DBL’s wonderful world of color

After 10 years of producing two-color catalogs, DBL Distributing, a $55 million business-to-business electronics accessories mailer, produced its first four-color book this fall. But although the change (and a 16-page increase in the size of the book) boosted production costs 20%, the results were gratifying, says director of marketing David Kline. On a 29% increase in circulation, DBL enjoyed a 55% lift in sales.

“The numbers really speak for themselves,” says Chris Berardelli, DBL’s sales rep at Downers Grove, IL-based printer R.R. Donnelley & Sons. “DBL made the right choice to go four-color, because even though color may not be as important as it is in an apparel book, it’s just more pleasing to the eye to look at 372 pages of color vs. black and white.”

Yet the prospect of a sales increase didn’t motivate the shift to four-color. In fact, using black-and-white photgraphy with just one spot color in the past “helped us show customers that we were bare-bones in costs – a good image for us to convey as an electronics distributor in an industry where there’s not much profit,” Kline says. The Scottsdale, AZ-based catalog company, which targets mom-and-pop electronics retailers, made the switch to color simply so it could reuse photos from the book on its color Website without having to reshoot them.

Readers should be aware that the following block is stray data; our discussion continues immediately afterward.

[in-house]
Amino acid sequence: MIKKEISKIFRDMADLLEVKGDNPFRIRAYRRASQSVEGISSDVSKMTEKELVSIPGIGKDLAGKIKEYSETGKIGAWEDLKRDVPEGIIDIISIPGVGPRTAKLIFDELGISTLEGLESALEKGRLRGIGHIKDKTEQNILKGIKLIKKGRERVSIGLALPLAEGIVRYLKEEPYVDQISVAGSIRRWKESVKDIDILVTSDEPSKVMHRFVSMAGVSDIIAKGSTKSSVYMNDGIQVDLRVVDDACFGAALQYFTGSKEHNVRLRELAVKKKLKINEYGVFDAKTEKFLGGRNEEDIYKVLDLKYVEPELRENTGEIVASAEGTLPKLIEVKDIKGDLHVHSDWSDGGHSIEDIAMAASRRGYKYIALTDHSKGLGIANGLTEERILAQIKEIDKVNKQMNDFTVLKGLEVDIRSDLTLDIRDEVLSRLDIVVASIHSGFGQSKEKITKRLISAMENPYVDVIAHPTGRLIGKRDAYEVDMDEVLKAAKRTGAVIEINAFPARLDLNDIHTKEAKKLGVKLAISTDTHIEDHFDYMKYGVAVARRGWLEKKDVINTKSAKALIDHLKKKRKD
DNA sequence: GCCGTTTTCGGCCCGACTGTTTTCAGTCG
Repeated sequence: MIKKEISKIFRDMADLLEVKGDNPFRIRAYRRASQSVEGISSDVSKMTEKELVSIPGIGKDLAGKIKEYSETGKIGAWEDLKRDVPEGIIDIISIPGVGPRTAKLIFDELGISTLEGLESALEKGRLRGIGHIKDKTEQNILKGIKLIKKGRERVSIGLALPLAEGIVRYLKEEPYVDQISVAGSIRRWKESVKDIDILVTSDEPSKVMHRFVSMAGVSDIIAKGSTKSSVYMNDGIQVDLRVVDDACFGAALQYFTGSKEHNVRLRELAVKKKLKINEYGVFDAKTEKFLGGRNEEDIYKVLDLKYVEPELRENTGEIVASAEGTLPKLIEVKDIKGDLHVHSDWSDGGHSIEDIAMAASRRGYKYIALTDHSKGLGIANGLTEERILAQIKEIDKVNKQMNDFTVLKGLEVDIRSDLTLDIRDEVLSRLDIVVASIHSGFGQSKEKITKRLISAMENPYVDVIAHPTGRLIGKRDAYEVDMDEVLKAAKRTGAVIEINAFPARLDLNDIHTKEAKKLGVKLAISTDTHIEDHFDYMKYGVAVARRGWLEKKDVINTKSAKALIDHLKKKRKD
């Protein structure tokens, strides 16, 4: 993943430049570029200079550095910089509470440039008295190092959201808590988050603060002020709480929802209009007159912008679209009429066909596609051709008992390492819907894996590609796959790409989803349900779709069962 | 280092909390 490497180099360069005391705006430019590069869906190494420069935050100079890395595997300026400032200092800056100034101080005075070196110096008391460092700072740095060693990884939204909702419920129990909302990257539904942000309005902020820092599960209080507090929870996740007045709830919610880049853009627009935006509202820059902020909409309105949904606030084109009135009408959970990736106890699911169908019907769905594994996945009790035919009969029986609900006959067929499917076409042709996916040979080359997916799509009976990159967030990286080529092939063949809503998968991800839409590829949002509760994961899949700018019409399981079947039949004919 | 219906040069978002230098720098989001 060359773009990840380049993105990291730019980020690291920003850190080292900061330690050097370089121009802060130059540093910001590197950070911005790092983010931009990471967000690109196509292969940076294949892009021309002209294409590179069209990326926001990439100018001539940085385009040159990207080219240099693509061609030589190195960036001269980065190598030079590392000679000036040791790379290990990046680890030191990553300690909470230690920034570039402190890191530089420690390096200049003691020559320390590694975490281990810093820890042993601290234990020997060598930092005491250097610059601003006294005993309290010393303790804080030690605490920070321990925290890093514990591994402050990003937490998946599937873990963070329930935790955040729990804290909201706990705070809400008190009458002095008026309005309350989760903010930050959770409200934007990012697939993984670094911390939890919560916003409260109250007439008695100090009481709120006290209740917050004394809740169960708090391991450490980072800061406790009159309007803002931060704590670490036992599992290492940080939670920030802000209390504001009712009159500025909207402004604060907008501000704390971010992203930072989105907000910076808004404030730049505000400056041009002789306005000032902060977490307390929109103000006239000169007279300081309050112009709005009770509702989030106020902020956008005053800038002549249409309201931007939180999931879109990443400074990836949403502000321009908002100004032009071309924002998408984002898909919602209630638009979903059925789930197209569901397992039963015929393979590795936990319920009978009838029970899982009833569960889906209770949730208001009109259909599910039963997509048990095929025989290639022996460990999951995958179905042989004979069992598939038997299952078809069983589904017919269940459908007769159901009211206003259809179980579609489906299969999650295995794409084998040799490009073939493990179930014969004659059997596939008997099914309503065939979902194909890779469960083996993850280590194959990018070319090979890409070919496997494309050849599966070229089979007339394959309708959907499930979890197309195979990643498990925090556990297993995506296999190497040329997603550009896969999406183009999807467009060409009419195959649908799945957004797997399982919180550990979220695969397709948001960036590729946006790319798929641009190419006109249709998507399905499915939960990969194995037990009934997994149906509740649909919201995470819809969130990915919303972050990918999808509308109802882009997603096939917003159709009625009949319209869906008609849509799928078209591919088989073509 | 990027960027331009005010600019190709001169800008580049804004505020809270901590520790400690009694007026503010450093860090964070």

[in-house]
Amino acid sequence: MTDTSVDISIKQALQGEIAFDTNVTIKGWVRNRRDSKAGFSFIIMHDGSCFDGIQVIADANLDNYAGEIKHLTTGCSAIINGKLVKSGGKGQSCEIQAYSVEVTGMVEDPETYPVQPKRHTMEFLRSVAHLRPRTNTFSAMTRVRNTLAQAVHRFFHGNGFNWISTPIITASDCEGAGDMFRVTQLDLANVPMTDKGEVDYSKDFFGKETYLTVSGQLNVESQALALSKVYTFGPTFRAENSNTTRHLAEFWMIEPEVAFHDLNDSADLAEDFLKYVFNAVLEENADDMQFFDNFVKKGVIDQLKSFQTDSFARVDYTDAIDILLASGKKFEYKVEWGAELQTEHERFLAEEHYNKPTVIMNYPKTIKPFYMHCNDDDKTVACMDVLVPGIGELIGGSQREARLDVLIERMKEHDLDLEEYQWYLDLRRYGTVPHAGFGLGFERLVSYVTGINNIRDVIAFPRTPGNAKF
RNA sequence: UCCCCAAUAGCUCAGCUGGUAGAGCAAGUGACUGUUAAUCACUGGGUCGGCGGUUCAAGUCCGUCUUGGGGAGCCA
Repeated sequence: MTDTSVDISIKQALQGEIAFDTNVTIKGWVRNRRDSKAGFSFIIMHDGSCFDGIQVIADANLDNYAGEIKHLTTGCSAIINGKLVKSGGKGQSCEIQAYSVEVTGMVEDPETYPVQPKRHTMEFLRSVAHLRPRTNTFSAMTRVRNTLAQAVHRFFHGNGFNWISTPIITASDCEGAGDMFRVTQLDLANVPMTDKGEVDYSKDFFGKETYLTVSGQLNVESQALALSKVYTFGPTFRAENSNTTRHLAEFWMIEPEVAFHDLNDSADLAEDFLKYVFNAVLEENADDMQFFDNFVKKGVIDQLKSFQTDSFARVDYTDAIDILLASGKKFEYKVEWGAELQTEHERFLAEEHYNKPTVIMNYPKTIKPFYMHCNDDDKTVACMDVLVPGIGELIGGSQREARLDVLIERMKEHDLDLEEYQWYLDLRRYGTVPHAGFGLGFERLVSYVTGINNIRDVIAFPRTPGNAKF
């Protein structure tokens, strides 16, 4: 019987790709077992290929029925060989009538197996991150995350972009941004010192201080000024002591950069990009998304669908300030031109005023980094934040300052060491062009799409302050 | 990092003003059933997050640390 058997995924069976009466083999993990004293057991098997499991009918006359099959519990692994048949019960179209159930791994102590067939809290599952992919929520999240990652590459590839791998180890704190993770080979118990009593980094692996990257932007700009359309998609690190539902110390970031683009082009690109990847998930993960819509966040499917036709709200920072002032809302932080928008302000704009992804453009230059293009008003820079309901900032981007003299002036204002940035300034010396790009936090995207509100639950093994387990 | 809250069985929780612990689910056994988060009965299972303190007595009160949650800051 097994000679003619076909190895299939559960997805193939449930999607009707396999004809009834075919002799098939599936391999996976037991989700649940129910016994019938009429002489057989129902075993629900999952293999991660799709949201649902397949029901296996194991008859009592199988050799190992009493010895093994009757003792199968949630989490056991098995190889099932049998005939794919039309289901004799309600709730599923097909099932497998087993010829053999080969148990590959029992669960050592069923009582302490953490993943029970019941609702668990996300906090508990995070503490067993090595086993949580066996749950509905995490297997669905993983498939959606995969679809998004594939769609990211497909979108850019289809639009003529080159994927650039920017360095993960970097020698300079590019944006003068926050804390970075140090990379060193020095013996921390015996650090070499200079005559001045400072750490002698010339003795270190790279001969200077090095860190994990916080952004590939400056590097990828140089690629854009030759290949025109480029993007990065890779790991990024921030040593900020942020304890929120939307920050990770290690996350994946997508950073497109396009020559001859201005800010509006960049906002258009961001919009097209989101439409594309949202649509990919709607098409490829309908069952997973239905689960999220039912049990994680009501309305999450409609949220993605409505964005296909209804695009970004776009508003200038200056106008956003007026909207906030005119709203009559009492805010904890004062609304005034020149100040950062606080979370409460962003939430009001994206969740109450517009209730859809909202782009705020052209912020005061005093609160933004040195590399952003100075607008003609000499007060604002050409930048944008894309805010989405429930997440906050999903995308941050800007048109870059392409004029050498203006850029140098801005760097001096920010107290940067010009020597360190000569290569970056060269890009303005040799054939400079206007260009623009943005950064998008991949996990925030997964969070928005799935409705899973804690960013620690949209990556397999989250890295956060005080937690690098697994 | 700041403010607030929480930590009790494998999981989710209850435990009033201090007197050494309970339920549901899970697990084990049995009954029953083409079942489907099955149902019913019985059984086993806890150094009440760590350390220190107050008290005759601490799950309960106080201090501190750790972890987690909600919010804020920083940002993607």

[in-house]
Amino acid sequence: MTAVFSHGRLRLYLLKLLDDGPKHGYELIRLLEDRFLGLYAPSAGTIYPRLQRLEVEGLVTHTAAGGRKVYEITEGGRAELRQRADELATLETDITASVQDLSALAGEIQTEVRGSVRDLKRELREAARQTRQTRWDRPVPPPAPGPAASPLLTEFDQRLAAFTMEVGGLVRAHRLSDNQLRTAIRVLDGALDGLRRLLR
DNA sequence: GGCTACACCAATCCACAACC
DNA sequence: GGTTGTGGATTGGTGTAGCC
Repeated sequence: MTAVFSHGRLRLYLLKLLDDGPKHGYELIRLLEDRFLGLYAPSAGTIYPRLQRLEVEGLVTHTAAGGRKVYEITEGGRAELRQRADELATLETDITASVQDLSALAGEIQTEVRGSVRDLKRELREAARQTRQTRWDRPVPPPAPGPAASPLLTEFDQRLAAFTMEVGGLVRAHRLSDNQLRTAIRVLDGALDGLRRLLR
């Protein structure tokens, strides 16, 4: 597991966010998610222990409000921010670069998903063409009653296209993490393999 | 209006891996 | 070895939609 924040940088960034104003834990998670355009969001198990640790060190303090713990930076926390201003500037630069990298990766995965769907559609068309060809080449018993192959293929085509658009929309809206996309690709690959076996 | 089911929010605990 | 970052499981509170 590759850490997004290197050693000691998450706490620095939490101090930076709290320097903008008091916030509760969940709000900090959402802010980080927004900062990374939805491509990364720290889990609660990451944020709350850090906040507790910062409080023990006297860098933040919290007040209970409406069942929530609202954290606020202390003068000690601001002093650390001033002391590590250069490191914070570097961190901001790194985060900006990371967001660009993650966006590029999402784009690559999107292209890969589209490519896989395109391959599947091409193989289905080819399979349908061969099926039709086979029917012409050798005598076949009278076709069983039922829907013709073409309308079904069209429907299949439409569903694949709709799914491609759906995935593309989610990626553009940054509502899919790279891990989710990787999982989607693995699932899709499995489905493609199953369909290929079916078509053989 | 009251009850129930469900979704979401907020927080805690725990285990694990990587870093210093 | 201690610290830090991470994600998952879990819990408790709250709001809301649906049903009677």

Nonetheless, to produce the first four-color catalog, all the products that had been photographed in black-and-white needed to be reshot in color. That process took nearly six weeks and required DBL to hire a second production staffer. DBL also had to buy three color printers “to enable us to make color corrections on the fly,” Kline says. The cataloger also bought a Mac G3 dedicated server and added a separate 36GB hard drive to store the color images, which take up more space than black-and-white images. All told, the company spent $30,000 on the change to four-color.

To control expenses, DBL performed all color corrections inhouse, which saved the company about $20,000. And DBL opted for the Iris Digital Proof process, as opposed to the Kodak approval process, which would have cost an additional $15,000. “Although the Kodak process gives you a much truer read of what you’ll see in the printed book,” Kline says, “getting exact colors doesn’t matter as much for us as it might for, say, an apparel cataloger. We’re most concerned with getting a consistent look.”

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